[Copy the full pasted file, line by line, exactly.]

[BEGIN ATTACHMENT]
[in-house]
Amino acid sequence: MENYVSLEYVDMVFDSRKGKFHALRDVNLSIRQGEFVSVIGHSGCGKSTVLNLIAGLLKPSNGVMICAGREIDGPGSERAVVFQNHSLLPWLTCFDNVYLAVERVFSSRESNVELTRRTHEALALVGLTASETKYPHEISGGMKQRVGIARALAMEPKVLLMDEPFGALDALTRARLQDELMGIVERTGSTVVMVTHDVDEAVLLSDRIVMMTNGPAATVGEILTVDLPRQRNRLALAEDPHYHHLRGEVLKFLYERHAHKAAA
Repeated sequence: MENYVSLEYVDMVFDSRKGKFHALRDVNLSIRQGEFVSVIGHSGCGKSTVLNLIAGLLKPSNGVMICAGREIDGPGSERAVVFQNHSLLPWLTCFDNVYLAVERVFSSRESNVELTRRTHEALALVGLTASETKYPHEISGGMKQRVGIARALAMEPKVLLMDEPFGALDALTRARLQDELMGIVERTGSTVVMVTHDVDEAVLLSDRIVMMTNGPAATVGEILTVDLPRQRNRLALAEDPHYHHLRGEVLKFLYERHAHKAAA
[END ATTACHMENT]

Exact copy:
[in-house]
Amino acid sequence: MENYVSLEYVDMVFDSRKGKFHALRDVNLSIRQGEFVSVIGHSGCGKSTVLNLIAGLLKPSNGVMICAGREIDGPGSERAVVFQNHSLLPWLTCFDNVYLAVERVFSSRESNVELTRRTHEALALVGLTASETKYPHEISGGMKQRVGIARALAMEPKVLLMDEPFGALDALTRARLQDELMGIVERTGSTVVMVTHDVDEAVLLSDRIVMMTNGPAATVGEILTVDLPRQRNRLALAEDPHYHHLRGEVLKFLYERHAHKAAA
Repeated sequence: MENYVSLEYVDMVFDSRKGKFHALRDVNLSIRQGEFVSVIGHSGCGKSTVLNLIAGLLKPSNGVMICAGREIDGPGSERAVVFQNHSLLPWLTCFDNVYLAVERVFSSRESNVELTRRTHEALALVGLTASETKYPHEISGGMKQRVGIARALAMEPKVLLMDEPFGALDALTRARLQDELMGIVERTGSTVVMVTHDVDEAVLLSDRIVMMTNGPAATVGEILTVDLPRQRNRLALAEDPHYHHLRGEVLKFLYERHAHKAAA